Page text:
March has arrived. We are getting a few warm days now and the bees are beginning to take more frequent flights. These flights will still be mostly for voiding. The first available pollen will be from maple or willow trees. Local beekeepers have noticed pussy willow catkins as early as March 15th.
On these warm days go out and see which of your hives have survived winter. A word of caution here. Many hives that have survived so far will still just slowly dwindle away if the cluster is not of the critical mass to raise brood. If you are planning on ordering packages, now is the time to do it. Most package suppliers have a mid-March cut-off for orders. Packages are usually delivered from mid-April through mid-May. The earlier packages have an extra month to raise brood and usually produce more honey than the later packages.
Spring officially arrives on March 20th. On the 20th you will see 12 hours of daylight and 12 of darkness. Average high and low temperatures for March are 56F and 37F. Remember that’s AVERAGE. Higher highs and lower lows are possible. Records show lows near 0F and highs in the 70’s on occasion.
Another temperature to remember is the bee cluster temperature. It is quoted as being from 50F to 57F. Inside the hive bees will remain in cluster to maintain warmth. Also remember that the brood nest area is maintained at about 93F. So during March it is best to not be doing hive inspections (removing frames). Even quick removal and replacement of the inner cover won’t hurt the bees themselves, but could chill and kill the brood. So it’s a good practice to minimize or totally avoid removal of the cover.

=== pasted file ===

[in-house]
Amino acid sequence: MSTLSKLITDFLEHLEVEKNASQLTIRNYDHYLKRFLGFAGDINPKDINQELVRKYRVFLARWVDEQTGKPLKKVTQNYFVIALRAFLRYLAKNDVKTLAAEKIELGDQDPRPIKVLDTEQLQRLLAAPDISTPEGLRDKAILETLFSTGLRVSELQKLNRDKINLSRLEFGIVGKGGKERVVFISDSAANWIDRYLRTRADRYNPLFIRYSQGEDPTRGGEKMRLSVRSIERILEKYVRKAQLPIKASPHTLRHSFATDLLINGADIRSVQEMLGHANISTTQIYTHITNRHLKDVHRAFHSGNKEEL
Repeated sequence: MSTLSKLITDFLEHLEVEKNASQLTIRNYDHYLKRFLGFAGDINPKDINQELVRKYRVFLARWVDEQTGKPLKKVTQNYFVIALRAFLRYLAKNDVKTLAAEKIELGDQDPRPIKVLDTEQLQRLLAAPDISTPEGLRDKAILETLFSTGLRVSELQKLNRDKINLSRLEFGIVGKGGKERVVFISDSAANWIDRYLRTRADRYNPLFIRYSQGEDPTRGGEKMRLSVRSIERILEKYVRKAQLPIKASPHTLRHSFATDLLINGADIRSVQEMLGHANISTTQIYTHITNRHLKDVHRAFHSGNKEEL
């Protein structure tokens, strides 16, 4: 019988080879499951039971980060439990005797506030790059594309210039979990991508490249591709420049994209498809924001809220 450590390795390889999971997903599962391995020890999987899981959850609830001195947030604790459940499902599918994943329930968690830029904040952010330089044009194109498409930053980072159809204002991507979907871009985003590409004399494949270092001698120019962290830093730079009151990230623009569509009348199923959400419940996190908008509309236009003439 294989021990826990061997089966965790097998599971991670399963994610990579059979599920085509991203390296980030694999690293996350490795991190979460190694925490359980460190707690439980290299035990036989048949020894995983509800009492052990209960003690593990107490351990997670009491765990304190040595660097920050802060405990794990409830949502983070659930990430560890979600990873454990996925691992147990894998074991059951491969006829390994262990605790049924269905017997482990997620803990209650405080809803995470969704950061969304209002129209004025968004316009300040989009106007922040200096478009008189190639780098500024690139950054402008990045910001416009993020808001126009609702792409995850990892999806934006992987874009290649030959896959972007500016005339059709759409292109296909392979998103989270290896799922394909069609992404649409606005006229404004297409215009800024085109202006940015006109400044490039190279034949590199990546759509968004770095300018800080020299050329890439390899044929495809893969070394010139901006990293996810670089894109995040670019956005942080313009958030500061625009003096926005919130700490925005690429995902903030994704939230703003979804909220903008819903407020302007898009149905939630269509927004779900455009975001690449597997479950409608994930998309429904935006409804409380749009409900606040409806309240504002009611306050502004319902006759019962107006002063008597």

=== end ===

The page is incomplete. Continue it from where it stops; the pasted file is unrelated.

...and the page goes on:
But you can make use of the occasional warm days by cleaning and inspecting any hives that did not survive the winter. Cleaning the hive now will hopefully prevent the mess of moldy dead bees and comb. As you disassemble the hive to clean out the dead bees also try to determine the reason for the hive’s demise. Read the post of a few weeks ago with descriptions on how to determine the cause of hive demise. If it was simple starvation, think about increased fall feeding. If it was a Nosema infection, think about using FumigilanB. If you settle on varroa and deformed wing virus as the cause, consider changing the type or begin using a miticide next fall. Part of being a beekeeper is keeping the bees alive through the winter.